Submitted to: Book Chapter
Publication Type: Book / chapter
Publication Acceptance Date: 5/4/2006
Publication Date: 10/28/2007
Citation: Lehman, R.M. 2007. Microbial distributions and their potential controlling factors in terrestrial subsurface environments. In, AL Mills and R Franklin [Eds.], Spatial Distribution of Microorganisms in Terrestrial Systems: Implications for the Distribution of Function in Ecosystems. Springer, Dordrecht, The Netherlands. pp. 135-178. Interpretive Summary: A key question in environmental microbiology as it relates to agricultural production, contaminant remediation, and other applications is: how are microbial populations and functions distributed? This question is immediately followed by: what factors influence these distributions? In answering these two questions, application-specific questions can be approached from an experimental perspective, i.e., does a specified practice or event influence the microbial populations or functions in a significant manner, and is the influence positive or negative? This paper synthesizes data on distributions of microbial populations and functions in the terrestrial environment, emphasizing (i) the transitions between soils and subsoils, and (ii) the transition from vadose zone to aquifer. Conceptual models (some new, some that are modifications of existing models) are presented that are best supported by the aggregate data.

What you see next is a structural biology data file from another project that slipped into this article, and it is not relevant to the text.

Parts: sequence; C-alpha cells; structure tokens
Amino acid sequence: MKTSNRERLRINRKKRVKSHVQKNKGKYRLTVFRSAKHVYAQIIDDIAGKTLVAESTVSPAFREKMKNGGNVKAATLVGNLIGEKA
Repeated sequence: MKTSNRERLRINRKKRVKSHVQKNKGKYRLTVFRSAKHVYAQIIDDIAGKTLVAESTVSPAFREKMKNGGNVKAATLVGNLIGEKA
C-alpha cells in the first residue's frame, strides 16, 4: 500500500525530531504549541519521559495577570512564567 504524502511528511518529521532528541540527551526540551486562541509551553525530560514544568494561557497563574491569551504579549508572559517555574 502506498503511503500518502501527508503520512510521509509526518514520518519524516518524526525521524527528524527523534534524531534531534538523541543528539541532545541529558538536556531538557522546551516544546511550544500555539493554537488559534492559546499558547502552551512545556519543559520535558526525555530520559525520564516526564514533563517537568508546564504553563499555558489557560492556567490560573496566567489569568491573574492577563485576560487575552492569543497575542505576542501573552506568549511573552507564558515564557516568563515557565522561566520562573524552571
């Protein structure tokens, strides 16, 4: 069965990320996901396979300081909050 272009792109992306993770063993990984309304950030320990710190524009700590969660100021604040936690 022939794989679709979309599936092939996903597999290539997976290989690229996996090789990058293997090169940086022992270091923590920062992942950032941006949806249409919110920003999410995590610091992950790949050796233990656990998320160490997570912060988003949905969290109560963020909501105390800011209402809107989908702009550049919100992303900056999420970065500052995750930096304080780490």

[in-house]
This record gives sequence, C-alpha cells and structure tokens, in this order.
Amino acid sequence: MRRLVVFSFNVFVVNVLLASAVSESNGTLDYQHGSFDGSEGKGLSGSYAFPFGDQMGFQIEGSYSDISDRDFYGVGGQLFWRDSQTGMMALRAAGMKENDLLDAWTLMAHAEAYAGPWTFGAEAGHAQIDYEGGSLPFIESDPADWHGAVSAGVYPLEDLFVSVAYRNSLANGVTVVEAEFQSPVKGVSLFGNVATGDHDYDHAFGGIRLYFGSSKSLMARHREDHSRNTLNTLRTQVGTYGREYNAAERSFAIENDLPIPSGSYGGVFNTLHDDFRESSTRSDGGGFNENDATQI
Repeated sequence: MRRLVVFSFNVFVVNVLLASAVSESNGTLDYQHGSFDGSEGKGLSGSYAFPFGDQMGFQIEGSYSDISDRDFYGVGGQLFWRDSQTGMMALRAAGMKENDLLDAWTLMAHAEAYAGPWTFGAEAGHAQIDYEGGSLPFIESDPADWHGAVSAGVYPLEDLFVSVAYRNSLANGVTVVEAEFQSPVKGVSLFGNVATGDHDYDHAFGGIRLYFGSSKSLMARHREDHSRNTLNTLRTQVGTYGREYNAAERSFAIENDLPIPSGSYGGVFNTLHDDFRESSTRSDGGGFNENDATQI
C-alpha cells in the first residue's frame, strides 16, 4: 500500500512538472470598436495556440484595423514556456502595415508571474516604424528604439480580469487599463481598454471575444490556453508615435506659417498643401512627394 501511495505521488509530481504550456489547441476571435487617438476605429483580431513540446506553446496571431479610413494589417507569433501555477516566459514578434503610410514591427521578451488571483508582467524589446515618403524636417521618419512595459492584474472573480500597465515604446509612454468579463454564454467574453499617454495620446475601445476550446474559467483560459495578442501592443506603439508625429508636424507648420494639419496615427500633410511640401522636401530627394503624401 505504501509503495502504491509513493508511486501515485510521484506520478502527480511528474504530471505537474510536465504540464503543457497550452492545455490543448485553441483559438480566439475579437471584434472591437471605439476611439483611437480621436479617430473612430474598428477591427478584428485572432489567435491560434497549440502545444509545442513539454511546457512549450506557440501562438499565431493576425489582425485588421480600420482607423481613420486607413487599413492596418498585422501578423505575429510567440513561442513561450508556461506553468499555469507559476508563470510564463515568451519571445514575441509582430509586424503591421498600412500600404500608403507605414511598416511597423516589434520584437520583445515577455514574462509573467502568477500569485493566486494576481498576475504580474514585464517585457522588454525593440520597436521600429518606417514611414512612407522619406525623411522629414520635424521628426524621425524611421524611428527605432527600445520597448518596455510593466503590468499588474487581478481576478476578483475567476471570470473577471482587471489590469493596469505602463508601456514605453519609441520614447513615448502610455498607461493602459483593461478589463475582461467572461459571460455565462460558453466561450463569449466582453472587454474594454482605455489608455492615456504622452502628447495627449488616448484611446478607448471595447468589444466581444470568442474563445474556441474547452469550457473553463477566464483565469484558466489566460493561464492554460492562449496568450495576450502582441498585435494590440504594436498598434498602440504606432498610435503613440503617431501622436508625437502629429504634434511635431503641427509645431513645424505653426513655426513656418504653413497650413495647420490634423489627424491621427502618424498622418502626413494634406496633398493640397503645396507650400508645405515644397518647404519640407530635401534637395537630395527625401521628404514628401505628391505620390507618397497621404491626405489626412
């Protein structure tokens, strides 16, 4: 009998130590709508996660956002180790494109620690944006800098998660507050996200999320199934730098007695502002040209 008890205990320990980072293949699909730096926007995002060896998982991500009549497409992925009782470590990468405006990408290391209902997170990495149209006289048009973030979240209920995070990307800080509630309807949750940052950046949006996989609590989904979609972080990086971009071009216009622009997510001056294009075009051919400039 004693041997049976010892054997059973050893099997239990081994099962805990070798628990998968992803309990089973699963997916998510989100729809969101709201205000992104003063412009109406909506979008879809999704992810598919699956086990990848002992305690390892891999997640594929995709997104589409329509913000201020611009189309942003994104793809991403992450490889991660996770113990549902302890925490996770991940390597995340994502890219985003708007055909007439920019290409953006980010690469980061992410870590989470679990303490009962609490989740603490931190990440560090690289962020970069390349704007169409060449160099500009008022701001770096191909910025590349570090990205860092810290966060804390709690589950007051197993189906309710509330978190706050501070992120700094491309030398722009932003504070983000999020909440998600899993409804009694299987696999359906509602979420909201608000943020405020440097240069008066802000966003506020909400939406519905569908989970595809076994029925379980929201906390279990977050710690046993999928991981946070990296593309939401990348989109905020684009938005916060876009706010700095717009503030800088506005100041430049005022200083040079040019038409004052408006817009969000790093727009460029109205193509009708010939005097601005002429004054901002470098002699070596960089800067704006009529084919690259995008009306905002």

Technical Abstract: It has become apparent that microorganisms are distributed in the environment in an extremely patchy manner and that the patch sizes are quite variable in magnitude. In terrestrial systems, patchiness appears to generally increase with depth. Neither the factors that control these distributions nor the distributions themselves have been rigorously quantified. To quantify relationships between microbial spatial distributions and their controlling factors, the relevant scales and most probable controlling factors need to be identified. To that end, published data on subsurface microbial properties from spatially arranged sample sets are reviewed and used to construct and support conceptual models of microbial distributions in terrestrial subsurface environments.